Paul Anderson, Author and Columnist, Aspen Times

Local author and historian Paul Anderson here discusses life in Aspen in the face of sustainability pressures.

Interview Questions:

  • 0:08: What got you interested in the environment?
  • 1:30: Are there any other big environmental changes that you have noticed?
  • 3:14: What environmental changes concern you the most with respect to this place or this local environment?
  • 4:43: In what way do you think that Aspen is threatened by climate change?
  • 5:37: In what way do you feel connected to Aspen and the region?
  • 7:40: What are some solutions to this problem, perhaps at either the individual or the community level?
  • 8:37: What do you think about the claims from some environmentalist quarters that we’ve already passed “the end of nature”?
  • 9:58: Given that you find this love of nature so important, do you do anything to cultivate it in others?
  • 11:00: Where do you see Aspen and the Roaring Fork Valley in 50 years?
  • 12:42: Do you have any favorite places in the wilderness around Aspen?
  • 14:00: Are there any changes that you hope for?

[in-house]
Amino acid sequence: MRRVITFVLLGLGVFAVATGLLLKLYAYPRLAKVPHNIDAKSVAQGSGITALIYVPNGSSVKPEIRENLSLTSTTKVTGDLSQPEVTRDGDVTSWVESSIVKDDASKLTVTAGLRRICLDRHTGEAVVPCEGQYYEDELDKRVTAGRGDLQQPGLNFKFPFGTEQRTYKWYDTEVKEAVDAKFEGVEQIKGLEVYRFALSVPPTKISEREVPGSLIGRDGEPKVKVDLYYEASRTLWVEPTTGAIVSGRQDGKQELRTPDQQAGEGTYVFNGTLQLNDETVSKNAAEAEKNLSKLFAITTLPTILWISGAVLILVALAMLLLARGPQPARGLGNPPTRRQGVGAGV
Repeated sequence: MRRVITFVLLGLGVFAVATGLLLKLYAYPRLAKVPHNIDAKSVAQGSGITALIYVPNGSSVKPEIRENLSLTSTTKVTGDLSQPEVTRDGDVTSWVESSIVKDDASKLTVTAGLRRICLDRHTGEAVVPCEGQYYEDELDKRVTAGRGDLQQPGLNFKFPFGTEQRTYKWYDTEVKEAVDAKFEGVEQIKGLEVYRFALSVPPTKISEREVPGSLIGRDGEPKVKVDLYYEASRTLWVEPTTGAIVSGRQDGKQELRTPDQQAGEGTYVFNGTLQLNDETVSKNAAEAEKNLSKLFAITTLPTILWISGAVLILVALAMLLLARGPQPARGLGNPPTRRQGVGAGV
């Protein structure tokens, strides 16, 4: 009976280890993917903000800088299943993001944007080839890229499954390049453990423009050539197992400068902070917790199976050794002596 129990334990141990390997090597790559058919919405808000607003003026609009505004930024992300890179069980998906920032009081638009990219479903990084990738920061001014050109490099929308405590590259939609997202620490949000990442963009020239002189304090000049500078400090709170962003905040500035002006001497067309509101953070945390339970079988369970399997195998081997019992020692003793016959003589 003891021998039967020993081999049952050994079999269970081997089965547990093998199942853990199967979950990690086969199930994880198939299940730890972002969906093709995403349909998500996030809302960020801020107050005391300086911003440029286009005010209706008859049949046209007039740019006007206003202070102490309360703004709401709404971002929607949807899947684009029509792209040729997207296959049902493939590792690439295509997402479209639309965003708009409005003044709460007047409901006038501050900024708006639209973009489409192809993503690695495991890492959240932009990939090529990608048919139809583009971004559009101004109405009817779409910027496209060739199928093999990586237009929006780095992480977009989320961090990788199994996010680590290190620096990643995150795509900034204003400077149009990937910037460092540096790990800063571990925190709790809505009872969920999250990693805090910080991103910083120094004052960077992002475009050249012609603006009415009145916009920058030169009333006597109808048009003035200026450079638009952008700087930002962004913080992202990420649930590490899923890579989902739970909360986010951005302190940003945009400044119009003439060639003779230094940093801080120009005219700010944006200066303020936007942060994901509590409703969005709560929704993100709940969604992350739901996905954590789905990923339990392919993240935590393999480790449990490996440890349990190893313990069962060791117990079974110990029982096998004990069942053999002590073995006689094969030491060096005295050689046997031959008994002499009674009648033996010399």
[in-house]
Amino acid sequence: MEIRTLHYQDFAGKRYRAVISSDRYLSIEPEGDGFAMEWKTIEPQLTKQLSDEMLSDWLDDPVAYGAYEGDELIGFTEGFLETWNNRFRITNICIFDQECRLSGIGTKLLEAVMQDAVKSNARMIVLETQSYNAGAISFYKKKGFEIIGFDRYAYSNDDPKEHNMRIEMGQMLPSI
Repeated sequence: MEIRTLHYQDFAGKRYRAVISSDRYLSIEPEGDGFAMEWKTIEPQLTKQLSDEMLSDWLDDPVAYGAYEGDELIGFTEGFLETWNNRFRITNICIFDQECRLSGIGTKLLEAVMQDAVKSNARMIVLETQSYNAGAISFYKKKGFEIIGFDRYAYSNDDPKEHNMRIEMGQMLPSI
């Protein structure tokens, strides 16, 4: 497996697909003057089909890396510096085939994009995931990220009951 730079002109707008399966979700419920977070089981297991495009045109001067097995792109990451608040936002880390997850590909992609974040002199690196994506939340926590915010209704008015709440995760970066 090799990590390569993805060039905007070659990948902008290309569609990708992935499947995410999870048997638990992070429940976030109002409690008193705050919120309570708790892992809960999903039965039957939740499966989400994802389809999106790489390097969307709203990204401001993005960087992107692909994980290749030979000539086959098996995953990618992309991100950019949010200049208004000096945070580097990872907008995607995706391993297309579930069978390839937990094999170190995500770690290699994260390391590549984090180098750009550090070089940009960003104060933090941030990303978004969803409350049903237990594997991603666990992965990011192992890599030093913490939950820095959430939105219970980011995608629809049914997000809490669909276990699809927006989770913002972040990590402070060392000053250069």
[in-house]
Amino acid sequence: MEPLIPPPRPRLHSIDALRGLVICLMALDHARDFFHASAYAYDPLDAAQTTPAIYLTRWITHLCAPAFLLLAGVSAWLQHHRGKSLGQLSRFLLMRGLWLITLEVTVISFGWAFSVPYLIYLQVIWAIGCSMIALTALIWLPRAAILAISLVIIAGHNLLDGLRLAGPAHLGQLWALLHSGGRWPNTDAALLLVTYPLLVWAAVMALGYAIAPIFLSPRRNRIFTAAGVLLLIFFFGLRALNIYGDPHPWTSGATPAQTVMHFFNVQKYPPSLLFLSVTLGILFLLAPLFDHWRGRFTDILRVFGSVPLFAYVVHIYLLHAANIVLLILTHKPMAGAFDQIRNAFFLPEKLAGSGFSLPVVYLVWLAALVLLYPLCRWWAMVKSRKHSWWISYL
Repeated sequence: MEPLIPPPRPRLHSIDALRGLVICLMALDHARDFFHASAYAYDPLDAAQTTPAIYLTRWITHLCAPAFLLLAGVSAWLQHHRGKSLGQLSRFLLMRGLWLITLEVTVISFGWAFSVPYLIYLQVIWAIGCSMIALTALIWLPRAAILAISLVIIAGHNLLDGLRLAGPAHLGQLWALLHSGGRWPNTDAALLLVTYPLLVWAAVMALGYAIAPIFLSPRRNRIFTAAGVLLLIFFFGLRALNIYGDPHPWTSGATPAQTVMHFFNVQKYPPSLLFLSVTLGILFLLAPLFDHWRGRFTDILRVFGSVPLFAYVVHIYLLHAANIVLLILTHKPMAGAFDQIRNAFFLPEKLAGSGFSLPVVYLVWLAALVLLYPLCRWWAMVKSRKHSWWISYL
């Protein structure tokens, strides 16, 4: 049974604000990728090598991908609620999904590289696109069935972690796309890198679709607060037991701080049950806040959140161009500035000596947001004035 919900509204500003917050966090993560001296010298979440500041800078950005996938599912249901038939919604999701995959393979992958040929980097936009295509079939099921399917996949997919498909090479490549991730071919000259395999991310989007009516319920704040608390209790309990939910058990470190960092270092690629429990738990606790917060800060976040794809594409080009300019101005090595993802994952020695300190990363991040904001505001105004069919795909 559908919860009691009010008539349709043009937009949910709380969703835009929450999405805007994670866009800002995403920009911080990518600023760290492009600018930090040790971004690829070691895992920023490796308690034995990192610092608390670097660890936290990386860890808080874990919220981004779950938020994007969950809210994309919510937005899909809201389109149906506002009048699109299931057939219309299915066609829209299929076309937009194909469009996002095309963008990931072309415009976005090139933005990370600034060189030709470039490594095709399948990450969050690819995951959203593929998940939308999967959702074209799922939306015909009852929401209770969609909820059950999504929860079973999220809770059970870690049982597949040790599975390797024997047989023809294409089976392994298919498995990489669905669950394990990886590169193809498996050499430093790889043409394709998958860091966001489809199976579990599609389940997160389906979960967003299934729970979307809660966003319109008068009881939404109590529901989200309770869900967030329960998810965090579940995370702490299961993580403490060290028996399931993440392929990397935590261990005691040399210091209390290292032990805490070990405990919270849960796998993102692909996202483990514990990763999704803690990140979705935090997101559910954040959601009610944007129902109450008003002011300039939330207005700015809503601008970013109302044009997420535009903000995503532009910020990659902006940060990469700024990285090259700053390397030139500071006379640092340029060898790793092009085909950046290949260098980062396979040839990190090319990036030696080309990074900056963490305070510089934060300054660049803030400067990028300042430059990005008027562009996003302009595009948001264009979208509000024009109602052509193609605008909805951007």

• 14:46: Do you find it ironic arguing for simplicity in one of the wealthiest communities in Colorado?
  • 16:12: Do you have any sense that small actions within a community such as this can have big effects?
  • 17:34: In what way have you made changes in your own life that exemplify your commitment to a simpler and more sustainable lifestyle?
  • 19:13: What about “slowness” helps you find peace in the environment?
  • 20:27: Do you think that the identity of Aspen or the people who live here will change as the climate changes?
  • 22:16: Why not just change our expectations or our behaviors?
  • 23:31: But why do we have this responsibility to think about ourselves as stewards of the planet?
  • 24:45: So do you think that moral obligations stem from the interdependence you were talking about earlier?
  • 25:40: What have you learned over the years about approaching these issues?